Whilst many artistic disciplines are almost exclusively made up of art school graduates, Hyperrealism is renowned for how often its practitioners are drawn to it from unusual disciplines. Pedro Campos, for example, arrived at his monumental works of oil and canvas after a protracted sojourn in art restoration. Francois Chartier was also drawn to Hyperrealism later in life, after spending 25 years working in the advertising world as an art director and illustrator he felt compelled to abandon his successful career for the paintbrush. In his own words”painting was the only logical direction I could take as my experience, personal taste, longings and training, had prepared me for this path.”
Befitting his background, Chartier’s approach to Hyperrealism has as much in common with a film set as typical painting. After an exhaustive search for the right subject for a new painting, he will physically create it [many of his most famous works have taken the form of dramatically arrayed collections of childhood memorabilia, but often his subject be painstaking difficult to assemble correctly] and then stage a photo shoot. He will take hundreds, occasionally even thousands of digital photographs of his subject before using digital editing software to edit and combine this vast catalogue of images into a guide which he can use not only replicate his original model but accentuate it. After preparing his huge canvases with gesso paint to mute any faint signs of brushstrokes, he can finally begin to create.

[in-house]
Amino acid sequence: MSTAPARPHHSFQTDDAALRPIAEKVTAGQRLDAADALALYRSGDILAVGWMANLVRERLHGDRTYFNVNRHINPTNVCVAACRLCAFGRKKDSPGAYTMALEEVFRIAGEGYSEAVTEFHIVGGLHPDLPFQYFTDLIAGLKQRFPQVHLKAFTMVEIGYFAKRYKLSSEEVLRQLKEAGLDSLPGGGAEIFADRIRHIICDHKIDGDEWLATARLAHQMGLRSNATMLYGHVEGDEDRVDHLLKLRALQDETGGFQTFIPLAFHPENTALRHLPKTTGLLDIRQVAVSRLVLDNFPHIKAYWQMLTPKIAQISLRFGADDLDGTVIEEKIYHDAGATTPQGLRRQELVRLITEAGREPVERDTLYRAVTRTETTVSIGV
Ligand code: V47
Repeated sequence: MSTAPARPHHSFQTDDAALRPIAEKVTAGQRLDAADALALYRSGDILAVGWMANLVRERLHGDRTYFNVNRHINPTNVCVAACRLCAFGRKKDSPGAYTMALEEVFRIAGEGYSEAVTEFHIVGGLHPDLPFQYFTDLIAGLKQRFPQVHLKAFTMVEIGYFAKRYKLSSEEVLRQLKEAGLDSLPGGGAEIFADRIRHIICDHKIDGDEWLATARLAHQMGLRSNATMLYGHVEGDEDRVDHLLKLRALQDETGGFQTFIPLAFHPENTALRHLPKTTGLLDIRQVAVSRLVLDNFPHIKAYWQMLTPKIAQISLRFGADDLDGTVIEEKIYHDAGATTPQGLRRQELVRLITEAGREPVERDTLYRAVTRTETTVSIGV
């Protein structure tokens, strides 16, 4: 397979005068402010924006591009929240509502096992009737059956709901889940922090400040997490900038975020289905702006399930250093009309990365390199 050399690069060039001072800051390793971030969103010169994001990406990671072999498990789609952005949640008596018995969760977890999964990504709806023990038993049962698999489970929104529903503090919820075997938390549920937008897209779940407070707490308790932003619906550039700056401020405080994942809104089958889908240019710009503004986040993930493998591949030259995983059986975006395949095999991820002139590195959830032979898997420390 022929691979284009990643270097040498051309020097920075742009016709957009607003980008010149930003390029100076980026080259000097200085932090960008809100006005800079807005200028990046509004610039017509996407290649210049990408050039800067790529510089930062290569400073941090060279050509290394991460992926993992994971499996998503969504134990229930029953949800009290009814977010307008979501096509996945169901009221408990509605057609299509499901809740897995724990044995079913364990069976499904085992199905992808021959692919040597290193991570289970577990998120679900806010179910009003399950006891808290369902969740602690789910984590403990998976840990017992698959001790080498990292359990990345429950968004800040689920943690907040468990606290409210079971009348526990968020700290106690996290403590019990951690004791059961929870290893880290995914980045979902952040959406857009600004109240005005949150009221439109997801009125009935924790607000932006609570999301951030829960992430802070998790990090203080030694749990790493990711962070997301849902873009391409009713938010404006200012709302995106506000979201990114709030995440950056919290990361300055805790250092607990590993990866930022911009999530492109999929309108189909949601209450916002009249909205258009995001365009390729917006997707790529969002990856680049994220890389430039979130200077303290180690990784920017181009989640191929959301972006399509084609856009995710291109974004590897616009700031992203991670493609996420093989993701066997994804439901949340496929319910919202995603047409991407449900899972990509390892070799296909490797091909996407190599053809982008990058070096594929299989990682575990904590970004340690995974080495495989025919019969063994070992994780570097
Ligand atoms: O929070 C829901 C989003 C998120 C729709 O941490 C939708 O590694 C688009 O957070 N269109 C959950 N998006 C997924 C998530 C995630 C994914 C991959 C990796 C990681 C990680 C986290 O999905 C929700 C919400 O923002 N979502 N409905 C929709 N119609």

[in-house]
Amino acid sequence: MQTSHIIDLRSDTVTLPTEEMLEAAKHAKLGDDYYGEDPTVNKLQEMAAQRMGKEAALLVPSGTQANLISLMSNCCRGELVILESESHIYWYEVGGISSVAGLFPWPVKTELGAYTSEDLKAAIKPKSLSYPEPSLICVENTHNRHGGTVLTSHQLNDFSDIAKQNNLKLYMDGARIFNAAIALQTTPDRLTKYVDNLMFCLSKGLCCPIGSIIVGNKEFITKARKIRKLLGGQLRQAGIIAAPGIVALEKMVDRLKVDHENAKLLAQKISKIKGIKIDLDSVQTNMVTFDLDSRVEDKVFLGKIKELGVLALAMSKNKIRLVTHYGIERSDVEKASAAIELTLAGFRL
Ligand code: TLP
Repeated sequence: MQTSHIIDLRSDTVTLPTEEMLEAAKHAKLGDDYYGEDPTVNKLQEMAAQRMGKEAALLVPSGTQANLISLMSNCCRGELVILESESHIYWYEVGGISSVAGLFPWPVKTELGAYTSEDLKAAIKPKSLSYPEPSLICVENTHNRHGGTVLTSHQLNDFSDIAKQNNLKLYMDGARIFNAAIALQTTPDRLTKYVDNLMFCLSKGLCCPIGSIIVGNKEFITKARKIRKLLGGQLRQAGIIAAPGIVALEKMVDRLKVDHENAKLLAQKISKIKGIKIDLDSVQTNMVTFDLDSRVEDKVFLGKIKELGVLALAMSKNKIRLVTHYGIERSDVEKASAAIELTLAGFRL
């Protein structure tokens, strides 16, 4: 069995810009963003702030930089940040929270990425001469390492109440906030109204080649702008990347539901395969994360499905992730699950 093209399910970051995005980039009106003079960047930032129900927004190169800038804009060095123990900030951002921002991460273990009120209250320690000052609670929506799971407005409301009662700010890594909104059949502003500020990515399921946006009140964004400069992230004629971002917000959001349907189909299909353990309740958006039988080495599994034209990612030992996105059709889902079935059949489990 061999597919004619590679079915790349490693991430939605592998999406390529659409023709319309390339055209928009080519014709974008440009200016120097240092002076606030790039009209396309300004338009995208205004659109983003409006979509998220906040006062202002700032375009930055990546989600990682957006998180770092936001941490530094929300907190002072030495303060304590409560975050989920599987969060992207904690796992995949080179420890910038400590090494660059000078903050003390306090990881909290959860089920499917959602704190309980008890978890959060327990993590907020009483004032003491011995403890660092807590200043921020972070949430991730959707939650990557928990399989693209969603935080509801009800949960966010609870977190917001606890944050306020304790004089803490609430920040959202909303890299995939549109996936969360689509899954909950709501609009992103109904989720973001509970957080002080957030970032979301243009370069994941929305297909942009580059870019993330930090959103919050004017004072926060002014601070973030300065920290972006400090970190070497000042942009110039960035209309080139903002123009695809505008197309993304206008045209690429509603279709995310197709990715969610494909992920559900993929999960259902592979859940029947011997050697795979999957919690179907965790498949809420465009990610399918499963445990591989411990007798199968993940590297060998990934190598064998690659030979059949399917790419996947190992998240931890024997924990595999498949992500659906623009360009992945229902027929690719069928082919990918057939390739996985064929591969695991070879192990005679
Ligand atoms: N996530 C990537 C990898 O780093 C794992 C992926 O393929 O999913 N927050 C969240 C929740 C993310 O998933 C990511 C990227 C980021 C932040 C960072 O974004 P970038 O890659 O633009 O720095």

The end result of this exhaustive process is some of the most explosively colourful and scintillatingly clear imagery in Hyperrealism. Their massive size shows off Chartier’s control with the force of a hammer; taking simple objects and even detritus like plastic packaging he arrays his subjects with a sly impish sense of humour that belies there raw dramatic power. The central factor that separates Hyperrealism from its progenitor Photorealism is the drive not merely to recreate reality but turn up the dial so to speak, to deliver imagery that are more intense and visceral than reality itself. He is represented exclusively by Plus One Gallery in London, which has many of his most evocative works which considering the importance of their size with their impact deserve to be seen in person. Whilst Chartier’s choice of models might be pedestrian the end results are anything but.
Plus One Gallery is located in the Piper Building, Peterborough Road SW6 3EF and is open Monday-Friday: 10am-6pm by appointment only